Data Storage: 10 Steps Enterprises Can Use to Improve Litigation Readiness

By Chris Preimesberger  |  Posted 2009-05-08 Print this article Print
10 Steps Enterprises Can Use to Improve Litigation Readiness

10 Steps Enterprises Can Use to Improve Litigation Readiness

edited by Chris Preimesberger
Amazingly, research indicates that the average U.S. company, at any given time, faces more than 300 lawsuits. A company's annual costs to produce documents in the discovery phase are estimated to be $2.5 million to $4 million per year for every billion dollars in sales, according to a survey by information governance researcher Cohasset Associates. Litigation-hold restrictions put on an IT department during discovery potentially can cripple an enterprise's workflow. In addition, companies are struggling with the fast turnaround required by the 2006 e-discovery amendments to Federal Rules of Civil Procedure and the sanctions that could take effect should they miss a court deadline. The situation has become so problematic that legal groups fear that lawsuits are too often being settled out of court-not on the merits of the case, but because companies don't have the time, process, technology or money for e-discovery help. Like Apple is fond of saying in its iPhone commercials: "There's an app for that!" Our primary source is Galina Datskovsky of CA, senior vice president and general manager of the Information Governance business unit at CA. Following are Datskovsky's suggestions of 10 best practices that organizations can follow to proactively prepare themselves for e-discovery and litigation.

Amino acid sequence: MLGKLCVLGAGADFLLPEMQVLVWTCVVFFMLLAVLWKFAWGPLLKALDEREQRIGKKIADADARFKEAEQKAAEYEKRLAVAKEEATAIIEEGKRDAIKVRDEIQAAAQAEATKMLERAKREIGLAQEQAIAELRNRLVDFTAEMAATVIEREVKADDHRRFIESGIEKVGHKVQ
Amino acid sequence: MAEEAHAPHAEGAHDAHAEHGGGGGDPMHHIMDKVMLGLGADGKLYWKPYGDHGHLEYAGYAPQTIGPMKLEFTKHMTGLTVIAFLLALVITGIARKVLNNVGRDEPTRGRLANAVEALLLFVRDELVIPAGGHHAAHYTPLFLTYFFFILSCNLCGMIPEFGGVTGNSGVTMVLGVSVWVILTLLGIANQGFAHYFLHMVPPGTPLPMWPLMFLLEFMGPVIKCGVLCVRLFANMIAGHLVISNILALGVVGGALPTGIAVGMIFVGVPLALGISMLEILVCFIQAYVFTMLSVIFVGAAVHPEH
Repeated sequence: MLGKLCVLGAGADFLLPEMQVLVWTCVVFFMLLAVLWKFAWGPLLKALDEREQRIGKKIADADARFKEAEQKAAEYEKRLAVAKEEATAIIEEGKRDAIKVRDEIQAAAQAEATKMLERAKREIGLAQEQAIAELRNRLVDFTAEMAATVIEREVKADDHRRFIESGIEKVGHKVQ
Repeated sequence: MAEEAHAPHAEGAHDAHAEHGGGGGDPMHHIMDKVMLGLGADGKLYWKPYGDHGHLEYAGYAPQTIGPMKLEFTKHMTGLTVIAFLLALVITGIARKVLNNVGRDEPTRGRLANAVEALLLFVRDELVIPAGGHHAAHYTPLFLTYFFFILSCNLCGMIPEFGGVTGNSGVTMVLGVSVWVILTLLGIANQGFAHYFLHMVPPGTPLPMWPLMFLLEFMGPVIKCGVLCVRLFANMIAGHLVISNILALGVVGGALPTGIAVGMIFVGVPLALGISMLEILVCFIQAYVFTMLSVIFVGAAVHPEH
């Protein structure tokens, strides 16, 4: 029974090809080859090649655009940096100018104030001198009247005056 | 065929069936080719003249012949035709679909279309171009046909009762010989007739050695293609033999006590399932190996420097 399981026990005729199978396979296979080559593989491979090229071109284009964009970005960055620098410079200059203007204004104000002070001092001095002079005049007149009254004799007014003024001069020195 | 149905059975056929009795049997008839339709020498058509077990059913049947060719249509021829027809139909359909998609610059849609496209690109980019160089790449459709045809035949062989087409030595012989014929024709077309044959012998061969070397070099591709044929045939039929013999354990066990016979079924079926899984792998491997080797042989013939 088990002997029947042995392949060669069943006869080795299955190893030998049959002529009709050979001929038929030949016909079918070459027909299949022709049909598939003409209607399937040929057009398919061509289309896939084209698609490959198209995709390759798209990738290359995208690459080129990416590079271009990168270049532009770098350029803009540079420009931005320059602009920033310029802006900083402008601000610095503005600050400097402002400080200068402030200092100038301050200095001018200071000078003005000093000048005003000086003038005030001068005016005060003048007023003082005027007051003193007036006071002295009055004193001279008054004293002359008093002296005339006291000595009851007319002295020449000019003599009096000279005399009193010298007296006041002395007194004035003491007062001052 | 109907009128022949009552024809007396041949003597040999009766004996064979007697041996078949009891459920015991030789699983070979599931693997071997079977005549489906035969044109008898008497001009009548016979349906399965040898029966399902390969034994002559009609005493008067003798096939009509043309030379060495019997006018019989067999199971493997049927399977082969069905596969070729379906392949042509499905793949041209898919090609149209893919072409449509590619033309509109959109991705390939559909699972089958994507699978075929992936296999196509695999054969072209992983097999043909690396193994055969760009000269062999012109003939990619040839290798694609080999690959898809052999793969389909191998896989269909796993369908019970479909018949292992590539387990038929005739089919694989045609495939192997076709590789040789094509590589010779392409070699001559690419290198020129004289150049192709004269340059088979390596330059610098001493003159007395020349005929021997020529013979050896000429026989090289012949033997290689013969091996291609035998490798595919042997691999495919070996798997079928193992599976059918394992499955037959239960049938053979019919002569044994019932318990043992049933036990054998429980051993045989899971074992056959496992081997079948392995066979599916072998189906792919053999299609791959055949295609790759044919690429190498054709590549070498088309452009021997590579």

Chris Preimesberger Chris Preimesberger was named Editor-in-Chief of Features & Analysis at eWEEK in November 2011. Previously he served eWEEK as Senior Writer, covering a range of IT sectors that include data center systems, cloud computing, storage, virtualization, green IT, e-discovery and IT governance. His blog, Storage Station, is considered a go-to information source. Chris won a national Folio Award for magazine writing in November 2011 for a cover story on and CEO-founder Marc Benioff, and he has served as a judge for the SIIA Codie Awards since 2005. In previous IT journalism, Chris was a founding editor of both IT Manager's Journal and and was managing editor of Software Development magazine. His diverse resume also includes: sportswriter for the Los Angeles Daily News, covering NCAA and NBA basketball, television critic for the Palo Alto Times Tribune, and Sports Information Director at Stanford University. He has served as a correspondent for The Associated Press, covering Stanford and NCAA tournament basketball, since 1983. He has covered a number of major events, including the 1984 Democratic National Convention, a Presidential press conference at the White House in 1993, the Emmy Awards (three times), two Rose Bowls, the Fiesta Bowl, several NCAA men's and women's basketball tournaments, a Formula One Grand Prix auto race, a heavyweight boxing championship bout (Ali vs. Spinks, 1978), and the 1985 Super Bowl. A 1975 graduate of Pepperdine University in Malibu, Calif., Chris has won more than a dozen regional and national awards for his work. He and his wife, Rebecca, have four children and reside in Redwood City, Calif.Follow on Twitter: editingwhiz

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